At approximately 7 months gestation, a 29-year-old Illinois woman complained to the physician that she was experiencing burning pain in her right breast and clear discharge from the nipple.
After her 2003 delivery, a lump in her right breast was found by another physician during her 6-week postpartum visit. The patient subsequently was diagnosed with triple-negative breast cancer and underwent mastectomy and radiation. She died from metastatic breast cancer at 32 years of age in 2005.
A lawsuit was filed on behalf of her estate alleging that the obstetrician was negligent in failing to conduct a clinical breast examination at her visit at 7 months' gestation, which delayed the diagnosis of her breast cancer and thereby reduced her chance of survival.
A $1.5 million verdict was returned against the obstetrician.
In malpractice cases in which a delayed diagnosis of cancer is alleged, the issues usually are whether the physician could and should have diagnosed the cancer earlier and, if so, whether it would have made a difference in the patient's chance of survival or treatment options. The second question usually is argued by the expert medical witnesses for each side.
In this case, the patient's estate alleged a 3-month delay in diagnosis. The physician denied that the patient had complained of any breast symptoms at the visit in question because the records did not indicate this complaint. There was, however, a documented phone message prior to this visit in which the patient complained of burning pain in her right breast and clear fluid leaking from the nipple. The obstetrician admitted that he would have followed up on the phone call at the visit and said that the patient must have told him that those symptoms had subsided or he would have noted continuing complaints in the record and performed a breast exam. He claimed that the patient had not expressed any complaints about her breast during the office visit to warrant an exam; thus, there was no negligent care.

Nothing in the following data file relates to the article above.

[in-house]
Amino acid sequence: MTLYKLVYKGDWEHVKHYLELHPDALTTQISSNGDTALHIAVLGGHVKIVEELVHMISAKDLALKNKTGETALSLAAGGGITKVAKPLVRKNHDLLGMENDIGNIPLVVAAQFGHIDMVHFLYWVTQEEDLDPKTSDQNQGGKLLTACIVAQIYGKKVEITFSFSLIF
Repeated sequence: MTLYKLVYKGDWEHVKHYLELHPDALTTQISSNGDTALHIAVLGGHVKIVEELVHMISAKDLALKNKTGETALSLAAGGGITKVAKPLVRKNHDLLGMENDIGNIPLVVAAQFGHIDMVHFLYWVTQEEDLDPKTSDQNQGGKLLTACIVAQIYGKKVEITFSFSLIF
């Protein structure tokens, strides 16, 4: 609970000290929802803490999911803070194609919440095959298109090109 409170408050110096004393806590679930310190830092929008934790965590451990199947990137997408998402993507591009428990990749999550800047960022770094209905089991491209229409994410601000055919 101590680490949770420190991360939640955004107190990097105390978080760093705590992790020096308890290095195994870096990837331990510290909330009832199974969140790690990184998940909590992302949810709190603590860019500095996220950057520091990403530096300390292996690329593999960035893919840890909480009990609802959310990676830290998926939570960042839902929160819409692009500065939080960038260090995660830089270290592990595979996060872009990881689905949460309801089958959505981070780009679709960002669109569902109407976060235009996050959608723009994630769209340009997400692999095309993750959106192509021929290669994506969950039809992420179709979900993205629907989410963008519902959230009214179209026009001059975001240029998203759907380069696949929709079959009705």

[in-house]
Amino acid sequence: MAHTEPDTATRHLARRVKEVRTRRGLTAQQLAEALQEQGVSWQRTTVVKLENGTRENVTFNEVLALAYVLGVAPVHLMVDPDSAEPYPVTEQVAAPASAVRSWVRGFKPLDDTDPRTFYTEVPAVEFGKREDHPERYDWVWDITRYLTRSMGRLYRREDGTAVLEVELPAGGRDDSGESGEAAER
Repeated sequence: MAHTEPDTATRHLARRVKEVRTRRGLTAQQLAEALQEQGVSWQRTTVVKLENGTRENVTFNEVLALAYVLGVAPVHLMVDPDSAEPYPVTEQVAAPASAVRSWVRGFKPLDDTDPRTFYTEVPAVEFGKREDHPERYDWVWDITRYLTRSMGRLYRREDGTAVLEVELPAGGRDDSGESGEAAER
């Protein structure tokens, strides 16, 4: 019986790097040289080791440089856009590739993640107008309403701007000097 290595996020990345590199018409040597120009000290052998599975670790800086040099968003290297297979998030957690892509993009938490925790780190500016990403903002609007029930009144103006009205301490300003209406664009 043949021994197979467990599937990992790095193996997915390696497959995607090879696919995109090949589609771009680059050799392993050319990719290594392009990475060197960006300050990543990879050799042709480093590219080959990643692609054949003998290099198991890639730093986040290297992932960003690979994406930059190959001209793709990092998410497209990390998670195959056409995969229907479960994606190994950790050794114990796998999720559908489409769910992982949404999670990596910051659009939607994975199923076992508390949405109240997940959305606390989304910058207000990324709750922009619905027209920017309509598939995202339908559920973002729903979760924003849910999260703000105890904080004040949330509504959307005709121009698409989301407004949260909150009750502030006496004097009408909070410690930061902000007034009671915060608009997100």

While it might not be the standard of care to document all negative findings for all possible conditions, it would probably be prudent for clinicians to document whether patients have complaints of breast changes, palpable masses on self examination, or abnormal discharge during any examination by the caregiver. This effort is even more important in a case in which records of a patient's phone call document these complaints and indicate that follow-up documentation are noted.
Lap sponge found in intestine after cesarean delivery
A 34-YEAR-OLD LOUISIANA WOMAN underwent a cesarean delivery in 2005 performed by her obstetrician. She was released 2 days later. After her release she reported abdominal swelling, pain, and nausea to her physician, who suspected it was related to a nervous somatic condition. The patient presented at the emergency room with increasing abdominal symptoms about 2 months after the delivery, but no definitive diagnosis was made. One month later, at another hospital, she was diagnosed with a bowel obstruction and underwent surgery. During the operation a lap sponge was found inside her small intestine.
The woman sued her obstetrician and the hospital at which the delivery took place, claiming that the lap sponge had been left in her abdomen during the cesarean delivery.
The defense claimed that the sponge count was correct at the time of surgery, and suggested that the patient must have swallowed the sponge, as it was found within the lumen of the intestine and not in the free space in the abdominal cavity. The surgeon who removed the sponge also believed the patient had swallowed it and recommended a psychiatric consult.
A defense verdict was returned.